HAVANA: Picture released by Cuban News Agency (ACN) of Cuban First Secretary of the Communist Party Raul Castro attending the opening session of the 8th Congress of the Cuban Communist Party at the Convention Palace in Havana Friday. — AFP

HAVANA:  The all-powerful Communist Party of Cuba (PCC) opened a historic congress Friday to rubber-stamp the transfer of power to a new generation as outgoing leader Raul Castro committed it to “respectful” talks with the United States. In an address to a few hundred party delegates, Castro emphasized that Cuba would not renounce “the principles of the revolution and socialism.”

But he affirmed a “willingness to conduct a respectful dialogue and build a new kind of relationship with the United States,” which has had sanctions against Cuba since 1962. Castro, 89, is stepping down as PCC first secretary-the most powerful position in Cuba-ending a near six-decade family hold on power that started in 1959 under his revolutionary brother, Fidel, who died in 2016.

The reins will now pass to 60-year-old Miguel Diaz-Canel, who has already served as Cuba’s president since 2018, when Castro relinquished that part of his executive portfolio. Ties with the United States, after a historic but temporary easing of tensions under president Barack Obama between 2014 and 2016, worsened under Donald Trump, who reinforced sanctions.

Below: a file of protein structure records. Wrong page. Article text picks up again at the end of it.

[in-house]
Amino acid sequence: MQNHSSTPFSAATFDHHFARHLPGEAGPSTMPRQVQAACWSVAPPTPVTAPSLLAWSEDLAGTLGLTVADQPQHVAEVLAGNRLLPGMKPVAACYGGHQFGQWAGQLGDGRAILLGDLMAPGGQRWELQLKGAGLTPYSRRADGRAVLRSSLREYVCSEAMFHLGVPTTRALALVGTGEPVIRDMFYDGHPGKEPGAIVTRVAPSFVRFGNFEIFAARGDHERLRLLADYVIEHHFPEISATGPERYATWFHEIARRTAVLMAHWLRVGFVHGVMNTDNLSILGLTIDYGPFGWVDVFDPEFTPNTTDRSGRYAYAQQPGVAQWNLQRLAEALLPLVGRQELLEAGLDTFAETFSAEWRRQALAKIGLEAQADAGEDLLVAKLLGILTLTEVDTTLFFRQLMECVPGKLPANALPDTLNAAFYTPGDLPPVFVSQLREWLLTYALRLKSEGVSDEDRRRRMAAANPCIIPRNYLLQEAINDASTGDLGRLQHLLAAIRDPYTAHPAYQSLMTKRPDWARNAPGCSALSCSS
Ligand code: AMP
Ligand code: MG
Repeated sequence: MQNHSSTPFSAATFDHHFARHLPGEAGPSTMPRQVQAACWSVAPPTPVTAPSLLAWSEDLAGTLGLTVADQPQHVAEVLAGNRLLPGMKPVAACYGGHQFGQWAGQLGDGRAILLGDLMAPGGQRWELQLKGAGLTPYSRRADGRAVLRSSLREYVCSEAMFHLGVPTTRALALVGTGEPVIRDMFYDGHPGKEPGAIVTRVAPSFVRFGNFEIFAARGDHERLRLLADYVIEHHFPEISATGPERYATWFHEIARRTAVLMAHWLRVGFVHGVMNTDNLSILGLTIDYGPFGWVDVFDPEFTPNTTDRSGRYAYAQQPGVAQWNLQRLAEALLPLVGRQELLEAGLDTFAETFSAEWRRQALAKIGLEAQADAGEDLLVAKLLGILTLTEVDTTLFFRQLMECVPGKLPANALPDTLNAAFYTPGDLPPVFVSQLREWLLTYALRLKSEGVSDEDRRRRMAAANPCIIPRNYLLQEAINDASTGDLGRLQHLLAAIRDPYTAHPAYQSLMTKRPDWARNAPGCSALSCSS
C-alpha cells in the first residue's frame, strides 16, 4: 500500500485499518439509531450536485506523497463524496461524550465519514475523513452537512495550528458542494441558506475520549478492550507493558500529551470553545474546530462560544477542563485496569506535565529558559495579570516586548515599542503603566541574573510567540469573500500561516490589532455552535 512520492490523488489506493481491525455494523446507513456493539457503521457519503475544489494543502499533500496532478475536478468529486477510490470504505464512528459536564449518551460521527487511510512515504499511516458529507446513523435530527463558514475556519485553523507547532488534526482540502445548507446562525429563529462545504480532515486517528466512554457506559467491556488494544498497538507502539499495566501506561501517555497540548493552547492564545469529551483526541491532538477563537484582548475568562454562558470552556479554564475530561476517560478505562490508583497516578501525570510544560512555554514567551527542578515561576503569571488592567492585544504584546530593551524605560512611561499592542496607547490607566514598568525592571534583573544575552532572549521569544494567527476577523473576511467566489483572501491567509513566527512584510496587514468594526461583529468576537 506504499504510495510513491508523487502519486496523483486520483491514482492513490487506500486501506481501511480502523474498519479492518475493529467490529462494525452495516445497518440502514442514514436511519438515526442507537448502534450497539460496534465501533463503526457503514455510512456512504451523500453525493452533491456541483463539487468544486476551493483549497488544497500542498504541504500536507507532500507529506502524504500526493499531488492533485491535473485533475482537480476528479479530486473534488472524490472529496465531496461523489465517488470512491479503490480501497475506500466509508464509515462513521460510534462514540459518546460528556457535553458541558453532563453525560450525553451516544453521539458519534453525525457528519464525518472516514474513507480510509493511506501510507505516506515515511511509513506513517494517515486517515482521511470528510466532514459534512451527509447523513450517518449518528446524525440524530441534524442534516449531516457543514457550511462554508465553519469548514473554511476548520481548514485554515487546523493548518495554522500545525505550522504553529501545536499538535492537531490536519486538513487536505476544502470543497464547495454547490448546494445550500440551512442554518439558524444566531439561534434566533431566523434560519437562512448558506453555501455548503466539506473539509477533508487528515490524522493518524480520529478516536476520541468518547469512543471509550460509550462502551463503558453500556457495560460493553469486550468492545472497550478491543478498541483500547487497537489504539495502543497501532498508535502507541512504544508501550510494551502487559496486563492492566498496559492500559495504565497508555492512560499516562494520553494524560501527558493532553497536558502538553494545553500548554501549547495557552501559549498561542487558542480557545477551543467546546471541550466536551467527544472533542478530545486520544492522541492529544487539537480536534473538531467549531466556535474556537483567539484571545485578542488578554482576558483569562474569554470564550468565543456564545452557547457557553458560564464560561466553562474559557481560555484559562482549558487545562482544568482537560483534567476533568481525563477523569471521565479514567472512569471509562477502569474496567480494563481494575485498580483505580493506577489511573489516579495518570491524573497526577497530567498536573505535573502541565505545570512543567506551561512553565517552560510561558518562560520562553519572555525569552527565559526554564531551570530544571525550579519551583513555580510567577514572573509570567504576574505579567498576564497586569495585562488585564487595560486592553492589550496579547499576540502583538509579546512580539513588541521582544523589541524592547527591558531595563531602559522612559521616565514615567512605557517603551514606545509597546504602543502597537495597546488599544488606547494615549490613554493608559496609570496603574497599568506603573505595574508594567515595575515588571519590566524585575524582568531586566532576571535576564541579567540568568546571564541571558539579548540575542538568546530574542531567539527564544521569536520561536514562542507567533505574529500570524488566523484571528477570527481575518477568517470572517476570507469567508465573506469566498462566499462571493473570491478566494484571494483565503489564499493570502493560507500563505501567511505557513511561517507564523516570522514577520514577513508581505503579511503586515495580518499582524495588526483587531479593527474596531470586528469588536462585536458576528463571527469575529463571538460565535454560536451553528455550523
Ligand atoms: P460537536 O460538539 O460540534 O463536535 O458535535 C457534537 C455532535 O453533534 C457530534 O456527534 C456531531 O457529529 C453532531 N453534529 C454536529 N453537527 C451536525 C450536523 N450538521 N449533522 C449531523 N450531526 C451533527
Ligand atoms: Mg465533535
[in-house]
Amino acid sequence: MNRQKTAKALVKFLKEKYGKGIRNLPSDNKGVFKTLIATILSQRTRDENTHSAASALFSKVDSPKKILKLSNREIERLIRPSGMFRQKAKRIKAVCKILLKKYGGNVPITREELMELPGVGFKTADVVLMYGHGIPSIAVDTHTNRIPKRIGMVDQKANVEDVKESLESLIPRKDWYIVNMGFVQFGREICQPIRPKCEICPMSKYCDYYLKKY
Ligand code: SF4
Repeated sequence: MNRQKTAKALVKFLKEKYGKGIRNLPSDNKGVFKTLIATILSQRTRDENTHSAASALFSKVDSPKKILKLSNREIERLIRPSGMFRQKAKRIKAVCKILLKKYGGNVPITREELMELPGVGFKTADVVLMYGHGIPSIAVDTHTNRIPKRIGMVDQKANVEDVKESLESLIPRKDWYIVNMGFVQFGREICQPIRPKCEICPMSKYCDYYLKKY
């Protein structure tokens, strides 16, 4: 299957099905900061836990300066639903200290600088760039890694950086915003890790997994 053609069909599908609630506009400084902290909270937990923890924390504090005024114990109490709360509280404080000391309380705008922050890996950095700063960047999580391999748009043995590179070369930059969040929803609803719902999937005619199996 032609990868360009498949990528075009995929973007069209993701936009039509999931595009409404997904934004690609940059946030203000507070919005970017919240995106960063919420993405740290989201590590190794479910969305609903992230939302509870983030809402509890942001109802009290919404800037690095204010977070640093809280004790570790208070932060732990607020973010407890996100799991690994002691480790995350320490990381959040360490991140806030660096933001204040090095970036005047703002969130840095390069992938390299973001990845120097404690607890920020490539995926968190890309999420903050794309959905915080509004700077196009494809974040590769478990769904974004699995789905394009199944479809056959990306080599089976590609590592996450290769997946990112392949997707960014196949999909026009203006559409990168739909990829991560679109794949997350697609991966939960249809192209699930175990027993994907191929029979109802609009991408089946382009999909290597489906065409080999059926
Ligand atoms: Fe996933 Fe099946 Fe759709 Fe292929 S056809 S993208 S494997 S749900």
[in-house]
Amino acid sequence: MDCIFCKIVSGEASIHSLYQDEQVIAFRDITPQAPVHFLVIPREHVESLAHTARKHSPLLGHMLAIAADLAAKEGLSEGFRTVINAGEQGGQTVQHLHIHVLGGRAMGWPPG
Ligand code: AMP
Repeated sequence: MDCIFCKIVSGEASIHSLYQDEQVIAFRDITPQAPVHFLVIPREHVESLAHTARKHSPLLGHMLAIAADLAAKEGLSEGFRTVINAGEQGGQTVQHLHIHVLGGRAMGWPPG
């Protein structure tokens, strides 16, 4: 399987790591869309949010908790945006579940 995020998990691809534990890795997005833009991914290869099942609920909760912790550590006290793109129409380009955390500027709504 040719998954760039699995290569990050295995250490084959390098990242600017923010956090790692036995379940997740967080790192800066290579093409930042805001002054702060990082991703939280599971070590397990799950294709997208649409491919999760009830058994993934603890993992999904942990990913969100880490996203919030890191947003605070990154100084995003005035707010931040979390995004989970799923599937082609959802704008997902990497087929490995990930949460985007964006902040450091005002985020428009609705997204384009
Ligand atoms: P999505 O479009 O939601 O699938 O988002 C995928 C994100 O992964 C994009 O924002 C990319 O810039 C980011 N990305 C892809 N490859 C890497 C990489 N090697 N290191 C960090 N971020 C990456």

White House spokeswoman Jen Psaki said Friday the United States was not planning any immediate change in its policy toward Cuba. “Support for democracy and human rights will be at the core of our efforts,” she said.

First civilian leader

Diaz-Canel will become Cuba’s first civilian leader since the Castro-led revolution of the 1950s, which happened before he was even born. The official handover of power to the first non-Castro PCC first secretary is expected on the fourth and final day of the congress next Monday. In a tweet Friday, Diaz-Canel said the congress would be a forum where “ideas are entrenched, history recognized and the future discussed” while underlining there would be “continuity.”

Diaz-Canel, who will remain Cuban president, takes over as the country battles its worst economic crisis in 30 years, sky-high inflation, biting food shortages, long lines for basic necessities and growing disgruntlement over limited freedoms. Cuba’s economic crisis has been caused in part by its own management failures, worsened by ramped-up US sanctions and the coronavirus pandemic, which dried up tourists-a key income source for the island. — AFP